Bin Laden Speaks: Will We Listen?

Saturday, 30 October 2004

Thus it is said that one who knows the enemy and knows himself will not be endangered in a hundred engagements. One who does not know the enemy but knows himself will sometimes be victorious, sometimes meet with defeat. One who knows neither the enemy nor himself will invariably be defeated in every engagement.--Sun-Tzu, The Art of War

George W. Bush does not know his enemy, Osama bin Laden. It is unclear whether John Kerry does. Bush has no interest in knowing his enemy, preferring to rely on a poorly-drawn caricature devised in his own imagination. If Kerry is smart, and if American citizens are smart, they will take every opportunity to learn about their enemy.

This weekend Osama bin Laden released a videotaped speech directed at the American people. He once again took credit for the attacks on September 11, 2001, but for the first time he explained his reasons for planning the attack. He blamed American interference in Middle Eastern countries, beginning with American support for Israel's invasion of Lebanon in 1982, for his decision. He mocked President Bush's supposition about the reason behind the attacks, that the terrorists hated our freedoms. If it's freedom we hate, bin Laden asks, why didn't we attack Sweden? "We fought you because we are free . . . and want to regain freedom for our nation. As you undermine our security we undermine yours."

Bin Laden goes on to cite "the injustice and inflexibility of the American-Israeli alliance toward our people in Palestine and Lebanon" as a specific example of American animosity toward Arabs and Muslims. He concludes by saying to the American people, "Your security is not in the hands of Kerry, Bush, or al-Qaida. Your security is in your own hands. Any state that does not mess with our security has naturally guaranteed its own security."

This is bin Laden's testimony concerning his reasons for attacking America and his future plans. Should we take him at his word? In part yes, and in part no. There is no reason to doubt that bin Laden, a former U.S. client who fought against the invading Soviet Union in Afghanistan, turned against the U.S. after he saw example after example of U.S. favoritism toward Israel and prejudice against the Palestinians and other Arab and Muslim nations. On the other hand, there is no evidence to support bin Laden's contention that he would not attack the U.S. again if we stopped taking sides in Middle Eastern conflicts. Maybe he would, but we would be foolish to take his word for it, so security must remain high. Nevertheless, if we really want to reduce the danger of terrorist attacks on American soil, it makes sense to consider his comments.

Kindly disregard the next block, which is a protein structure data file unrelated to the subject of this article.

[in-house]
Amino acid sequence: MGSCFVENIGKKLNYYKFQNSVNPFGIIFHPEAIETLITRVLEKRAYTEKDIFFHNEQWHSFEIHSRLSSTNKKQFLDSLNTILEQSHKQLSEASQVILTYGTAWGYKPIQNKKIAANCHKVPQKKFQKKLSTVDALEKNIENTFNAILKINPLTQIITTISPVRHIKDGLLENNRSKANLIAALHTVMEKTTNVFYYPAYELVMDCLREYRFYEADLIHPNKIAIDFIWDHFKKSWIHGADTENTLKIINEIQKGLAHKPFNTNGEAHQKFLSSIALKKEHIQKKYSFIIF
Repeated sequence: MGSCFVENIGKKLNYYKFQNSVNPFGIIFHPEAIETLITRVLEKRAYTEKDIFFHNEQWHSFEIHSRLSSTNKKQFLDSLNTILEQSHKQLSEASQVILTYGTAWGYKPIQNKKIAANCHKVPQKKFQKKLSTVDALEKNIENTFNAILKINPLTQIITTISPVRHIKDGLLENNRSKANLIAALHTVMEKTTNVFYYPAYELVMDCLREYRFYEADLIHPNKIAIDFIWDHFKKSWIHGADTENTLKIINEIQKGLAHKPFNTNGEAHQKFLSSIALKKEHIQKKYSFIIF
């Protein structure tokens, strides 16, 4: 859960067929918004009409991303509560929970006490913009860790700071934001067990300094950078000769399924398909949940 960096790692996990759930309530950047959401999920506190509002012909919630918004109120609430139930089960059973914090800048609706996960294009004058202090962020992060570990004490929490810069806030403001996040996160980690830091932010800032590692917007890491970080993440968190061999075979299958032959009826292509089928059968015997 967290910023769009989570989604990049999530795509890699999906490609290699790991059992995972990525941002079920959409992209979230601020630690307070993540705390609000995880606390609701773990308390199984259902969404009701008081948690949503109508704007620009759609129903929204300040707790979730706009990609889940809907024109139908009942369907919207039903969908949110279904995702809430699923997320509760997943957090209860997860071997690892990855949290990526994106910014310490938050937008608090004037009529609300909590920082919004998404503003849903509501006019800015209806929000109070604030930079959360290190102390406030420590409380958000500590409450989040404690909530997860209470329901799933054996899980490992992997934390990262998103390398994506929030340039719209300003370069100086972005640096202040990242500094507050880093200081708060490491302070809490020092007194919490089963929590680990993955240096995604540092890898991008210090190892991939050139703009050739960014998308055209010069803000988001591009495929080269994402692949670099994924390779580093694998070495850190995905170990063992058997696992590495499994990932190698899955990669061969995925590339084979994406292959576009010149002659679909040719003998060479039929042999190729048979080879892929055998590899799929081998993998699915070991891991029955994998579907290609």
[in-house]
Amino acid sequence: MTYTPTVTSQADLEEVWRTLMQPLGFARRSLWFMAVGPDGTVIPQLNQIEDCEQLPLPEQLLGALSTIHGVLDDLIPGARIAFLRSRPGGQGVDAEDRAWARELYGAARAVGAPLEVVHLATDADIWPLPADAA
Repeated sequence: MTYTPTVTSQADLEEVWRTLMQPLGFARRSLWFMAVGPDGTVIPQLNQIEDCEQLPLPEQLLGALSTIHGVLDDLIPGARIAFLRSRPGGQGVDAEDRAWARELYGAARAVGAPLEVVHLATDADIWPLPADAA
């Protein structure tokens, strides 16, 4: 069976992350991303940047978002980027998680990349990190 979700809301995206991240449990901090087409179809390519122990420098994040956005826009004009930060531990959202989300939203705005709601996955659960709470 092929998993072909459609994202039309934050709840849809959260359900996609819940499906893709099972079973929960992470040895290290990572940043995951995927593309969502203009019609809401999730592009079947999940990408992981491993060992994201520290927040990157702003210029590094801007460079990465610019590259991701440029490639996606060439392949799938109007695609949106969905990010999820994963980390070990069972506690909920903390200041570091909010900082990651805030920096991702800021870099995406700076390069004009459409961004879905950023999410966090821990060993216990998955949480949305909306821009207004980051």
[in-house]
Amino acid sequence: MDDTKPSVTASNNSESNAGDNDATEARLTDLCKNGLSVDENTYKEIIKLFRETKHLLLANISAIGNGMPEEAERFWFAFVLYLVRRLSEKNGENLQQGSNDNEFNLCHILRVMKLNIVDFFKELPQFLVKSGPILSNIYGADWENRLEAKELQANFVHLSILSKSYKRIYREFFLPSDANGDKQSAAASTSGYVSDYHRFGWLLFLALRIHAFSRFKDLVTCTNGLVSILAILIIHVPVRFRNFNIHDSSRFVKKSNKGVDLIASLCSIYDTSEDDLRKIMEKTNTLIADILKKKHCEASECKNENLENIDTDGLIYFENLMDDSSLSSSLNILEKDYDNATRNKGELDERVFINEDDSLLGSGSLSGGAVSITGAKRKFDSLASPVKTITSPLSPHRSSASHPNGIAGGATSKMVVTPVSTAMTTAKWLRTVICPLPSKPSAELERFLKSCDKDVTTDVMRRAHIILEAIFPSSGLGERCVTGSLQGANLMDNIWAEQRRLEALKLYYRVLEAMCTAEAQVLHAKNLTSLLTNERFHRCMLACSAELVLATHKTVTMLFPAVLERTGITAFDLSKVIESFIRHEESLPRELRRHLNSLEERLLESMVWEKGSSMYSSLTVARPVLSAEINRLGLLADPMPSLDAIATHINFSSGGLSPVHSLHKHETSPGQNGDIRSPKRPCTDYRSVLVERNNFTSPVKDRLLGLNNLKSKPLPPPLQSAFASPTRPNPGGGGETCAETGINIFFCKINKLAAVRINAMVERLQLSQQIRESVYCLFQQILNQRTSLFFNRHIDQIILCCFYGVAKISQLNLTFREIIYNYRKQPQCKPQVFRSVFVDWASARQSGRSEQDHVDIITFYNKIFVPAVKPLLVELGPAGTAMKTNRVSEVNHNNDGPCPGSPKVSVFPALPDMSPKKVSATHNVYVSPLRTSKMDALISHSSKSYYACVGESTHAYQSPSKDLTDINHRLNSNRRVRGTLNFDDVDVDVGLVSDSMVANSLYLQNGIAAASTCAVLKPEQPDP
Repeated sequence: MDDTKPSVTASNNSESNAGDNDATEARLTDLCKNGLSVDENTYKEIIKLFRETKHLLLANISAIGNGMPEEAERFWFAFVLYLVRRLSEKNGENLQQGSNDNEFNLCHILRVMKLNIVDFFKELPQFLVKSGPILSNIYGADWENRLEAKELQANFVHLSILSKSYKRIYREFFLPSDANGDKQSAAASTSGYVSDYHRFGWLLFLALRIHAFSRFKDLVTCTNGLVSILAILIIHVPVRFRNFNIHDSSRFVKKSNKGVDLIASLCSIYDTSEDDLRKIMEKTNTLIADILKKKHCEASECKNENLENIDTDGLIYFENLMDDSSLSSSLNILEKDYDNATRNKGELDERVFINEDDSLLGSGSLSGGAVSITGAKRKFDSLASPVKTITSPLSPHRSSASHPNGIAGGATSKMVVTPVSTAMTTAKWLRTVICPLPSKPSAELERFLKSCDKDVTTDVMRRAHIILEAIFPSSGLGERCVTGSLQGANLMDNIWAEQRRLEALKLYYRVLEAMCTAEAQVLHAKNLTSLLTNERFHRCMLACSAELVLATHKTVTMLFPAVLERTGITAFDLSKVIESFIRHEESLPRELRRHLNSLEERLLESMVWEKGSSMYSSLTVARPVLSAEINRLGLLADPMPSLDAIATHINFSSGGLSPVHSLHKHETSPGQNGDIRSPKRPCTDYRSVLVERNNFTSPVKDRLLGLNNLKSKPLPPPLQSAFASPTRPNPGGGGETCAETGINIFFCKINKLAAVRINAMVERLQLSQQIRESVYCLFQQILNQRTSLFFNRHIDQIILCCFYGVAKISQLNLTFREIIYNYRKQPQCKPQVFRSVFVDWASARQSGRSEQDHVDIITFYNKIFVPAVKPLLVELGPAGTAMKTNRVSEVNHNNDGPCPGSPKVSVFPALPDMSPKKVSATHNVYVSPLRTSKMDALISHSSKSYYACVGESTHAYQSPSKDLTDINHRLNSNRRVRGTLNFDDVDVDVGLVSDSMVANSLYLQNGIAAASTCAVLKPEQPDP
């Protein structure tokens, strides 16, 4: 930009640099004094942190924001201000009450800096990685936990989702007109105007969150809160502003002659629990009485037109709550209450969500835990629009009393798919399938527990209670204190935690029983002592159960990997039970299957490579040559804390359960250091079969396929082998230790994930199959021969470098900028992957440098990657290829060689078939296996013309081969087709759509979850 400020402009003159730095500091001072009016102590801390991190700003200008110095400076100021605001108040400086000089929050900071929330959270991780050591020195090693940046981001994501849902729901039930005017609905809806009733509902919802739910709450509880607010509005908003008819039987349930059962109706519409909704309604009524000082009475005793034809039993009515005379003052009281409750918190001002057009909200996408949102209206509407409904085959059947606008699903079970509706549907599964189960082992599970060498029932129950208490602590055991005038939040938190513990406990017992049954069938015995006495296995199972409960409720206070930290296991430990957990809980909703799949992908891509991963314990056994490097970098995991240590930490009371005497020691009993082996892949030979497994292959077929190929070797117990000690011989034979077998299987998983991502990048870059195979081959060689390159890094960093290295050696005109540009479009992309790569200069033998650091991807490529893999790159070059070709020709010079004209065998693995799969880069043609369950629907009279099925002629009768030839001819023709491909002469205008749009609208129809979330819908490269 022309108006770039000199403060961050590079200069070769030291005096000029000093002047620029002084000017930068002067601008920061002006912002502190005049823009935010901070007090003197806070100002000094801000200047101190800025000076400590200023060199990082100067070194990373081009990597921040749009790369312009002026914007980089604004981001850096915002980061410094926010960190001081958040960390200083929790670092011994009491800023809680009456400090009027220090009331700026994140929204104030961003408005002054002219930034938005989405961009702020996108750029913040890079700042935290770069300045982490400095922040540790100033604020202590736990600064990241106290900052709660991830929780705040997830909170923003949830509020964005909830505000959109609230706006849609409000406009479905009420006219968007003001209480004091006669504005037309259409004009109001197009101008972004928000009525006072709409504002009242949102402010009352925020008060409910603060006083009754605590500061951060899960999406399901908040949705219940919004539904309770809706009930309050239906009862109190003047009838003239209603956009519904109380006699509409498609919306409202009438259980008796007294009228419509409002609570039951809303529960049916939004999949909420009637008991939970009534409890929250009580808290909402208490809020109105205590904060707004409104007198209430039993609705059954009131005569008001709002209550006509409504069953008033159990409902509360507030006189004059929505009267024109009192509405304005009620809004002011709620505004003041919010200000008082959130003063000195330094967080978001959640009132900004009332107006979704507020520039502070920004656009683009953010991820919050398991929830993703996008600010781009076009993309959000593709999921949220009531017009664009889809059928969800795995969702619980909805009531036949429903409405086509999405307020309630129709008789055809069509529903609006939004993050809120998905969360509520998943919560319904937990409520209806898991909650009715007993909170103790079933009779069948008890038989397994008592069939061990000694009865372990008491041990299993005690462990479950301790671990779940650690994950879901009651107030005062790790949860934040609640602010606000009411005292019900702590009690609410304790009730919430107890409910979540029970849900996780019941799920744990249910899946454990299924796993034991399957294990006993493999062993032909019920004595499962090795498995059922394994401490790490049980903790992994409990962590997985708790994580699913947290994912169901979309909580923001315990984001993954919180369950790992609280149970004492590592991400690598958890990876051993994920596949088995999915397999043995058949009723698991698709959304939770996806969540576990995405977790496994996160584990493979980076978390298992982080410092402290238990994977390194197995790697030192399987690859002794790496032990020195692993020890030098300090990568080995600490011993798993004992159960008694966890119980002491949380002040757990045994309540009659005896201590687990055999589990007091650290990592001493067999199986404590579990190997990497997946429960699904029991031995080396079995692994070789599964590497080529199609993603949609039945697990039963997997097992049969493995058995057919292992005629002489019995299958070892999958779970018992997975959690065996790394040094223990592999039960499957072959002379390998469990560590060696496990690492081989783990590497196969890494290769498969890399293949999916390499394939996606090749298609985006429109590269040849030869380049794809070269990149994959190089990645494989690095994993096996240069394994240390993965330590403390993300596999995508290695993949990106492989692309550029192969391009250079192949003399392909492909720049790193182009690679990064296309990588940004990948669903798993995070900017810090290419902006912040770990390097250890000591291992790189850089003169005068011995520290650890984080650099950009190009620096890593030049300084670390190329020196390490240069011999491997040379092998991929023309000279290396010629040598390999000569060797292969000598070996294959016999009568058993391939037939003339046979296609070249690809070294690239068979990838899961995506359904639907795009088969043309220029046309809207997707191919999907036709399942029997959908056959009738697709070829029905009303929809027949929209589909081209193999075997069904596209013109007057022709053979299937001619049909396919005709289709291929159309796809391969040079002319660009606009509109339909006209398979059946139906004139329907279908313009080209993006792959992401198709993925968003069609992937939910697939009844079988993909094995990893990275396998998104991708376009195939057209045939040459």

When Bush proclaimed shortly after September 11 that the terrorists hated us because of our freedoms, most of the world was shocked and somewhat amused by the poor grasp of the situation that Bush laid out for all to see. Surely this was just rhetoric designed to rally support among average citizens after the horrendous attacks on New York and Washington, they thought. As it turned out, that really was his simplistic, misguided understanding of the terrorists. He simply did not understand his enemy.

U.S. policy should not be dictated by terrorists, but it is stupid to ignore what those terrorists say when they speak directly to us. Osama bin Laden is a terrorist, because he targets innocent civilians in his attacks, but the case can be made that the U.S. and other governments do the same thing, so they are terrorists as well. To the extent that we support our government's acts of terror--dropping bombs on civilian neighborhoods, shooting missiles into houses where we know or suspect that civilians might be, imprisoning and humiliating civilians and soldiers in violation of the Geneva Conventions--we are terrorists, too. Terrible atrocities have been committed by many parties in and related to the Middle East, and committing more atrocities won't bring peace. It's time for enemies to listen to one another.